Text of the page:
Independent Scotland could join EU within two years, suggests SNP minister
Angus Robertson said the average time for negotiation and succession was under five years, but Austria, Sweden and Finland all joined in two.
He said these countries had never been member states previously, adding: “So does that present Scotland with an opportunity, does that present the European Union with an opportunity of starting from a different place than everybody else? Absolutely.
"Why? Because we have been in, we have upheld the standards of European Union membership, and we would have the capacity to do so as a member state.”
Mr Robertson, the cabinet secretary for constitution, external affairs and culture, made the comments as the Scottish Government published its plans for EU membership following independence on Friday.
Its proposals, which form the seventh in a series of independence prospectus papers, say Scotland would use the “tried and tested” route to membership, which is through the Article 49 process.
The paper argues Scotland would be “well placed to fulfil the requirements of the accession process”, adding: “The average time to join the EU is under five years (from the opening of the accession negotiations); Austria, Finland and Sweden joined the EU in under two years.”
Speaking to journalists during a visit to Queen Margaret University near Edinburgh, Mr Robertson said there was “no precedent for a part of the European Union which left re-joining” and so there was no “direct read-across with anywhere else”. He said there were “aspects to Scotland’s situation which are unique”.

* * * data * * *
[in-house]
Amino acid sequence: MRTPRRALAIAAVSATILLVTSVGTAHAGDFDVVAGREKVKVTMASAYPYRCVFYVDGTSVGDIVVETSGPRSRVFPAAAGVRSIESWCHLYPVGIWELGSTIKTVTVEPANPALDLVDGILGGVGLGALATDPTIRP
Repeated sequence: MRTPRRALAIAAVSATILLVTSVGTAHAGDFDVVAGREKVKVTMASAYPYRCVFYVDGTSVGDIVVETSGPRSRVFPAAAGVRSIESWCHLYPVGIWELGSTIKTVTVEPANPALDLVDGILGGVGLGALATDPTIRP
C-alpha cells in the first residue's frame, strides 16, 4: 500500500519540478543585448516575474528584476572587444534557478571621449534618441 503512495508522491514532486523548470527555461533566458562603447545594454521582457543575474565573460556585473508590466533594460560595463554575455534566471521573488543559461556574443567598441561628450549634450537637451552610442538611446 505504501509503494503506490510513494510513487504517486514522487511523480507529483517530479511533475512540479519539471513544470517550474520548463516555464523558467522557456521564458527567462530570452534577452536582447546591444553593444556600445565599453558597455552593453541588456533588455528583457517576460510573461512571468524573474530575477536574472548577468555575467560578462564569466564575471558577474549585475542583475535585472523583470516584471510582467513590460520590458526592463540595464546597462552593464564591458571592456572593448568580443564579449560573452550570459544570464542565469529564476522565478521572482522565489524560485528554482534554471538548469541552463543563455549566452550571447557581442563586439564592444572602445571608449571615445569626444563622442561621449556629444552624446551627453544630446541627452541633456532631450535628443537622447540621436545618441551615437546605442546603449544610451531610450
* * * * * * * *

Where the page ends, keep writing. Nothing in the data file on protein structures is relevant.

Under the Scottish Government’s plans, Scotland would continue to use the pound at the point of application to the EU. “The process of establishing a Scottish pound would be closely aligned with the process of re-joining the EU,” the paper says.
The document says there is no prescribed timetable for joining the euro and this would only happen if conditions were met and the Parliament of an independent Scotland “decided this was the right course of action to take”.
The 78-page paper also described plans for checks on goods which are traded across the border between an independent Scotland and England, with Mr Robertson saying there would be the “least friction possible”.
The paper says there would be a “single trade window” online for companies which trade goods across the border with England. Checks on goods need not happen at the border itself, it says, though it also suggests “spot checks” and automatic number plate recognition on “minor routes” along the border to monitor non-compliance.
The need for checks on goods would come about because the rest of the UK would not be in the EU single market.
The UK Government has repeatedly rejected calls for a second referendum on Scottish independence, and opposition parties at Holyrood have criticised the prospectus series as “fantasy”.
A UK Government spokesperson said: “People in Scotland want both their governments to be concentrating on the issues that matter most to them, like growing our economy, halving inflation and improving public services.
“We want to work constructively with the Scottish Government to tackle our shared challenges because that is what families and businesses in Scotland expect. This is not the time to be talking about distracting constitutional change.”
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